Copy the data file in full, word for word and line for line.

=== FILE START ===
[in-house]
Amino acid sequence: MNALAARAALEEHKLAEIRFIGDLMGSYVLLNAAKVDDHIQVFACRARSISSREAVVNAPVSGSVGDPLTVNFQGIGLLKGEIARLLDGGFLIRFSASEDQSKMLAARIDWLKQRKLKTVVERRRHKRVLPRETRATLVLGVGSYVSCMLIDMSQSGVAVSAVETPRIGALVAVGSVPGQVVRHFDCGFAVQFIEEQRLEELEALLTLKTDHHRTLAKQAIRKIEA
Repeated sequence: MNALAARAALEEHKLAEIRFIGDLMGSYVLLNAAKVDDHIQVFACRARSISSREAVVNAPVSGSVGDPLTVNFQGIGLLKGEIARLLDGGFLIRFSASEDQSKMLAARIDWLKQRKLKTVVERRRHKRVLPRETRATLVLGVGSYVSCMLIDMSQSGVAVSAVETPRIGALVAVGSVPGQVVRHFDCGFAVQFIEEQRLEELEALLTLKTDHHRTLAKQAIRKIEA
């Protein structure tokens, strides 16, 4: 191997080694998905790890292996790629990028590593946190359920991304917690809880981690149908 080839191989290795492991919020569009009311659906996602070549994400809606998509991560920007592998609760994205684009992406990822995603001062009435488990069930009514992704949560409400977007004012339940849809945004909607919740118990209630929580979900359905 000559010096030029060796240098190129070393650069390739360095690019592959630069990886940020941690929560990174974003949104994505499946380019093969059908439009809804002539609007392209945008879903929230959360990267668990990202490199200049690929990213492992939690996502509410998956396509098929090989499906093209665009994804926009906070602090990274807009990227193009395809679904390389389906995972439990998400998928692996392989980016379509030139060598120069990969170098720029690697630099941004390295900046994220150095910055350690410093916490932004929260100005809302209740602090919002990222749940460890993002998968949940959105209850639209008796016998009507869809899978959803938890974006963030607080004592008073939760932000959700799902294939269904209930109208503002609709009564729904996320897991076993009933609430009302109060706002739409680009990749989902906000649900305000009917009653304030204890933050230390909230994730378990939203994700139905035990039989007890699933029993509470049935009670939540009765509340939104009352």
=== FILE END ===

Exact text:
[in-house]
Amino acid sequence: MNALAARAALEEHKLAEIRFIGDLMGSYVLLNAAKVDDHIQVFACRARSISSREAVVNAPVSGSVGDPLTVNFQGIGLLKGEIARLLDGGFLIRFSASEDQSKMLAARIDWLKQRKLKTVVERRRHKRVLPRETRATLVLGVGSYVSCMLIDMSQSGVAVSAVETPRIGALVAVGSVPGQVVRHFDCGFAVQFIEEQRLEELEALLTLKTDHHRTLAKQAIRKIEA
Repeated sequence: MNALAARAALEEHKLAEIRFIGDLMGSYVLLNAAKVDDHIQVFACRARSISSREAVVNAPVSGSVGDPLTVNFQGIGLLKGEIARLLDGGFLIRFSASEDQSKMLAARIDWLKQRKLKTVVERRRHKRVLPRETRATLVLGVGSYVSCMLIDMSQSGVAVSAVETPRIGALVAVGSVPGQVVRHFDCGFAVQFIEEQRLEELEALLTLKTDHHRTLAKQAIRKIEA
């Protein structure tokens, strides 16, 4: 191997080694998905790890292996790629990028590593946190359920991304917690809880981690149908 080839191989290795492991919020569009009311659906996602070549994400809606998509991560920007592998609760994205684009992406990822995603001062009435488990069930009514992704949560409400977007004012339940849809945004909607919740118990209630929580979900359905 000559010096030029060796240098190129070393650069390739360095690019592959630069990886940020941690929560990174974003949104994505499946380019093969059908439009809804002539609007392209945008879903929230959360990267668990990202490199200049690929990213492992939690996502509410998956396509098929090989499906093209665009994804926009906070602090990274807009990227193009395809679904390389389906995972439990998400998928692996392989980016379509030139060598120069990969170098720029690697630099941004390295900046994220150095910055350690410093916490932004929260100005809302209740602090919002990222749940460890993002998968949940959105209850639209008796016998009507869809899978959803938890974006963030607080004592008073939760932000959700799902294939269904209930109208503002609709009564729904996320897991076993009933609430009302109060706002739409680009990749989902906000649900305000009917009653304030204890933050230390909230994730378990939203994700139905035990039989007890699933029993509470049935009670939540009765509340939104009352």